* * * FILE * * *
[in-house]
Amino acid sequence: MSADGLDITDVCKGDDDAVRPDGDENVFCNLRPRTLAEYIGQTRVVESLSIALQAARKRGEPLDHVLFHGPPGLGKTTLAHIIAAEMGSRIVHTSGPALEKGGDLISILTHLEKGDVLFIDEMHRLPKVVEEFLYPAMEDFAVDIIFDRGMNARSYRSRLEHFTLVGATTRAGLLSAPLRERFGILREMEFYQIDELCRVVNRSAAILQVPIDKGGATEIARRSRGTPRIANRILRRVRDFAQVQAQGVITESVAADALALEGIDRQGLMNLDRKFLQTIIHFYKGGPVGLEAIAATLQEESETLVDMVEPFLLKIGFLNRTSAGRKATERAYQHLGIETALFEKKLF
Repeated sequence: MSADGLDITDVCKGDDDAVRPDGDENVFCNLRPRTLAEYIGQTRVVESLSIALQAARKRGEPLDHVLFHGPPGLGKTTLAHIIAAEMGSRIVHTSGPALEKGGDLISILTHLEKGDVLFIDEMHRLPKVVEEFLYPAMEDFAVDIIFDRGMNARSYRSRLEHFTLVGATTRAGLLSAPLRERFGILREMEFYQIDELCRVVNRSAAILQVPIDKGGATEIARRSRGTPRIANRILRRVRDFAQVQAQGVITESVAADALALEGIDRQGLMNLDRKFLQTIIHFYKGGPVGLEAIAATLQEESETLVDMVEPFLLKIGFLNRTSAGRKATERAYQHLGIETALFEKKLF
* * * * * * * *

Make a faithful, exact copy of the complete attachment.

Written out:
[in-house]
Amino acid sequence: MSADGLDITDVCKGDDDAVRPDGDENVFCNLRPRTLAEYIGQTRVVESLSIALQAARKRGEPLDHVLFHGPPGLGKTTLAHIIAAEMGSRIVHTSGPALEKGGDLISILTHLEKGDVLFIDEMHRLPKVVEEFLYPAMEDFAVDIIFDRGMNARSYRSRLEHFTLVGATTRAGLLSAPLRERFGILREMEFYQIDELCRVVNRSAAILQVPIDKGGATEIARRSRGTPRIANRILRRVRDFAQVQAQGVITESVAADALALEGIDRQGLMNLDRKFLQTIIHFYKGGPVGLEAIAATLQEESETLVDMVEPFLLKIGFLNRTSAGRKATERAYQHLGIETALFEKKLF
Repeated sequence: MSADGLDITDVCKGDDDAVRPDGDENVFCNLRPRTLAEYIGQTRVVESLSIALQAARKRGEPLDHVLFHGPPGLGKTTLAHIIAAEMGSRIVHTSGPALEKGGDLISILTHLEKGDVLFIDEMHRLPKVVEEFLYPAMEDFAVDIIFDRGMNARSYRSRLEHFTLVGATTRAGLLSAPLRERFGILREMEFYQIDELCRVVNRSAAILQVPIDKGGATEIARRSRGTPRIANRILRRVRDFAQVQAQGVITESVAADALALEGIDRQGLMNLDRKFLQTIIHFYKGGPVGLEAIAATLQEESETLVDMVEPFLLKIGFLNRTSAGRKATERAYQHLGIETALFEKKLF